"If the experimental subject was placed in the water under narcosis, one observed a certain arousing effect. The subject began to groan and made some defensive movements. In a few cases a state of excitation developed. This was especially severe in the cooling of head and neck. But never was a complete cessation of the narcosis observed.

The defensive movements ceased after about 5 minutes. There followed a progressive rigor, which developed especially strongly in the arm musculature; the arms were strongly flexed and pressed to the body. The rigor increased with the continuation of the cooling, now and then interrupted by tonic-clonic twitchings. With still more marked sinking of the body temperature it suddenly ceased. These cases ended fatally, without any successful results from resuscitation efforts."

 

Letter from SS-Untersturmführer Dr. Rascher to SS-Sturmbannführer Rudolph Brandt, October 3, 1942. ( Trials of War Criminals Before the Nuremberg Military Tribunals - Washington, U.S Govt. Print. Off., 1949-1953, Vol. I, p. 221-222):

"The Reich leader SS wants to be informed of the state of the experiments. I can announce that the experiments have been concluded, with the exception of those on warming with body heat. The final report will be ready in about 5 days. Prof. Holzloehner, for reasons I cannot fathom, does not himself want to make the report to the Reich Leader Himmler and has asked me to attend to it. This report must be made before 20 October, because the great Luftwaffe conference on freezing takes place on Nuremberg on 25 October. The report on the results of our research must be made there, to assure that they be used in time for the troops.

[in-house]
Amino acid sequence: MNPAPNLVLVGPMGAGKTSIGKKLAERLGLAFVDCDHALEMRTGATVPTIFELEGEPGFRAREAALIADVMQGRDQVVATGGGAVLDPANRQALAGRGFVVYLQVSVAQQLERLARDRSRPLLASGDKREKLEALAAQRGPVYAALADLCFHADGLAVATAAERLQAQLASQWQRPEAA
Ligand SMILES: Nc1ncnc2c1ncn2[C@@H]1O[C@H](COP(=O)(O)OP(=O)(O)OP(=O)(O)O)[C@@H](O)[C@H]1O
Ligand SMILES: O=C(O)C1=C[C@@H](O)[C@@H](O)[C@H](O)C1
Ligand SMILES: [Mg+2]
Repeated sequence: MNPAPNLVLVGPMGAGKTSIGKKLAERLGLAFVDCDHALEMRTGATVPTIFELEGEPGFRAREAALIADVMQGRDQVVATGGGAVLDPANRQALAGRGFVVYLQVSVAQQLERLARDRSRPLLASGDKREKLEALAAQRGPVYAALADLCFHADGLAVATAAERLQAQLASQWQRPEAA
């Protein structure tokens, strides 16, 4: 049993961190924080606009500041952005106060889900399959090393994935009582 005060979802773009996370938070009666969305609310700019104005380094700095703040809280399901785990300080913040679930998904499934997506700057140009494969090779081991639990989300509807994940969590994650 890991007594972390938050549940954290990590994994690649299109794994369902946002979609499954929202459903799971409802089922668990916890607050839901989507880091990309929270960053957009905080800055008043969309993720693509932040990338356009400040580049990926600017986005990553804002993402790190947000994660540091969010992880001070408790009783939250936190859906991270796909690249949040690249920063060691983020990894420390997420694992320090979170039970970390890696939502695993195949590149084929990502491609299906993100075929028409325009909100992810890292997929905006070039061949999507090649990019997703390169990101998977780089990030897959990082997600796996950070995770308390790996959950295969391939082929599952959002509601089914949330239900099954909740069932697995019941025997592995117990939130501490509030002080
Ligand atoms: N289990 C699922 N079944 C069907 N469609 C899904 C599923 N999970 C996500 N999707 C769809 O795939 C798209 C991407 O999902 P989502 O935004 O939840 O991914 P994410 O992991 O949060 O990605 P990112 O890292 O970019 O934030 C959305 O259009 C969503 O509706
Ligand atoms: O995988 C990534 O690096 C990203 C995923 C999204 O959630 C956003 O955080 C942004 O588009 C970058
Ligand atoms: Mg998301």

May I ask you to arrange for a decision from the Reich Leader regarding the final report to him, and the submission to him of the relevant material? Today I received your letter of 22 September 1942, in which the Reich Leader orders that the experiments on warming through body heat must absolutely be conducted. Because of incomplete address it was delayed.

Today I asked Obersturmbannführer Sievers to send a telegram to the camp commander immediately, to the effect that four Gypsy women be procured at once from another camp. Moreover, I asked SS Obersturmbannführer Sievers to take steps to have the low pressure chamber ready for use."

 

Medical Experiments

High-Altitude Experiments
to investigate the limits of human endurance and existence at extremely high altitudes. The victims were placed in the low-pressure chamber and thereafter the simulated altitude therein was raised. Many victims died as a result of these experiments and others suffered grave injury, torture, and ill-treatment.


Incendiary Bomb Experiments

to test the effect of various pharmaceutical preparations on phosphorous burns. These burns were inflicted on the victims with phosphorous matter taken from incendiary bombs, and caused severe pain, suffering, and serious bodily injury.

Freezing Experiments